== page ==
Chapter

Women with borderline personality disorder: aetiology, assessment, and prognosis

Sarah Majid

in Oxford Textbook of Women and Mental Health

Published on behalf of Oxford University Press

ISBN: 9780199214365
Published online July 2011 | e-ISBN: 9780199640454 | DOI: http://dx.doi.org/10.1093/med/9780199214365.003.0013

Series: Oxford Textbooks

Women with borderline personality disorder: aetiology, assessment, and prognosis

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Personality disorders are developmental conditions appearing in childhood or adolescence and continuing into adulthood. They are characterized by deeply ingrained and enduring patterns of behaving, feeling, and relating that deviate significantly from the average individual in a culture. They are usually associated with subjective distress and problems in social functioning and performance across multiple social and occupational domains. Borderline personality disorder (BPD) is characterized by emotional instability, unstable relationships, and impulsive, often dangerous, behaviour. It has been typically regarded as an untreatable condition, with patients often disliked and avoided by professionals and understandably alienated and angry with services. BPD patients are commonly but not exclusively women, and often present with associated difficulties such as eating disorders and self-harm. They are significant utilizers of mental health services, have high rates of unemployment, and 10% commit suicide.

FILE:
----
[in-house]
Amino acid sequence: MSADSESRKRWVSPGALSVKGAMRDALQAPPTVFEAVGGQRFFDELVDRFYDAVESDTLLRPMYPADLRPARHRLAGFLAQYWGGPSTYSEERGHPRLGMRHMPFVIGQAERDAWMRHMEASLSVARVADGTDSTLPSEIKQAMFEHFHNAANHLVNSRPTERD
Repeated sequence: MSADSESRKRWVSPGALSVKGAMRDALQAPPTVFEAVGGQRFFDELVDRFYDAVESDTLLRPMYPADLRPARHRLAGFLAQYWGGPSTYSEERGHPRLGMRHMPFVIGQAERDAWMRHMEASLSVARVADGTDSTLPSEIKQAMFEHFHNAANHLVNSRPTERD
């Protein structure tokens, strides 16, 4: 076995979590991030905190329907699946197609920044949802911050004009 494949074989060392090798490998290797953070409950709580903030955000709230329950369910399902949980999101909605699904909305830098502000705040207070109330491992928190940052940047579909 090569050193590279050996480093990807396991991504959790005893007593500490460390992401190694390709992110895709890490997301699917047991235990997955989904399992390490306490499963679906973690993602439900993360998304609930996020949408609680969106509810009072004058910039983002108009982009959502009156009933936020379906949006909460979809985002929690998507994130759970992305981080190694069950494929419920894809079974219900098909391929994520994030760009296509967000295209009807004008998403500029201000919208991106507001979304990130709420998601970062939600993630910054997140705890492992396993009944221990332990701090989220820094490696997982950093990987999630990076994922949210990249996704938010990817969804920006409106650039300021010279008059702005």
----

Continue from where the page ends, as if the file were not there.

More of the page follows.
As women, many patients are parents themselves with important implications for treatment and risk assessment. In this chapter I review aetiological theories, including neurobiological and psychosocial and attachment based models, and more current work focusing on mentalization. I go on to consider the assessment and diagnosis of BPD in women in particular, and the natural history of the disorder, bearing in mind findings from recent research.

Chapter.  7694 words. 

Subjects: Psychiatry

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